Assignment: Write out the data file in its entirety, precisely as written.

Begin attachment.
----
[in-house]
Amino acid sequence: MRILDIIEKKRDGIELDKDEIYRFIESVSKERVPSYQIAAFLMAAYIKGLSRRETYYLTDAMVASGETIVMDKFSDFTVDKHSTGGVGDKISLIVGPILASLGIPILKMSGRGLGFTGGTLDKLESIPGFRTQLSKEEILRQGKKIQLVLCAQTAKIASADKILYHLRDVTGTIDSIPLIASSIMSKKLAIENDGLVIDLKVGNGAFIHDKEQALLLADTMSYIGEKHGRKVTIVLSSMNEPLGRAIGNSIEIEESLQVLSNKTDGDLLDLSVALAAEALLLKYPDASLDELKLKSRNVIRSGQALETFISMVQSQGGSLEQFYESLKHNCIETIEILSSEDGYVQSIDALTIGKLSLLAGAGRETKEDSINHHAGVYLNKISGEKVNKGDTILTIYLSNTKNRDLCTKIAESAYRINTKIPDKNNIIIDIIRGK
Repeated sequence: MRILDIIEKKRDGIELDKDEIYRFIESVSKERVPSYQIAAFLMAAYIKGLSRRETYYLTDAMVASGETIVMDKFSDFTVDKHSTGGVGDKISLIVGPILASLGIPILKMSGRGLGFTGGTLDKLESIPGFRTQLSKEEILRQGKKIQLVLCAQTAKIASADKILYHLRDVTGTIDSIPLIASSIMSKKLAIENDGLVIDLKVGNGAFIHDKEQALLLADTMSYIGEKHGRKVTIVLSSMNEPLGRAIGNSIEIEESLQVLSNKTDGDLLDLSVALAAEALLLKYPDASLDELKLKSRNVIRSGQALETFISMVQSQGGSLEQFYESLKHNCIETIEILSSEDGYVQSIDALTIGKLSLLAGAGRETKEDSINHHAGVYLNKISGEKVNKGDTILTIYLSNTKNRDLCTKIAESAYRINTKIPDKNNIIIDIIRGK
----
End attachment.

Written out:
[in-house]
Amino acid sequence: MRILDIIEKKRDGIELDKDEIYRFIESVSKERVPSYQIAAFLMAAYIKGLSRRETYYLTDAMVASGETIVMDKFSDFTVDKHSTGGVGDKISLIVGPILASLGIPILKMSGRGLGFTGGTLDKLESIPGFRTQLSKEEILRQGKKIQLVLCAQTAKIASADKILYHLRDVTGTIDSIPLIASSIMSKKLAIENDGLVIDLKVGNGAFIHDKEQALLLADTMSYIGEKHGRKVTIVLSSMNEPLGRAIGNSIEIEESLQVLSNKTDGDLLDLSVALAAEALLLKYPDASLDELKLKSRNVIRSGQALETFISMVQSQGGSLEQFYESLKHNCIETIEILSSEDGYVQSIDALTIGKLSLLAGAGRETKEDSINHHAGVYLNKISGEKVNKGDTILTIYLSNTKNRDLCTKIAESAYRINTKIPDKNNIIIDIIRGK
Repeated sequence: MRILDIIEKKRDGIELDKDEIYRFIESVSKERVPSYQIAAFLMAAYIKGLSRRETYYLTDAMVASGETIVMDKFSDFTVDKHSTGGVGDKISLIVGPILASLGIPILKMSGRGLGFTGGTLDKLESIPGFRTQLSKEEILRQGKKIQLVLCAQTAKIASADKILYHLRDVTGTIDSIPLIASSIMSKKLAIENDGLVIDLKVGNGAFIHDKEQALLLADTMSYIGEKHGRKVTIVLSSMNEPLGRAIGNSIEIEESLQVLSNKTDGDLLDLSVALAAEALLLKYPDASLDELKLKSRNVIRSGQALETFISMVQSQGGSLEQFYESLKHNCIETIEILSSEDGYVQSIDALTIGKLSLLAGAGRETKEDSINHHAGVYLNKISGEKVNKGDTILTIYLSNTKNRDLCTKIAESAYRINTKIPDKNNIIIDIIRGK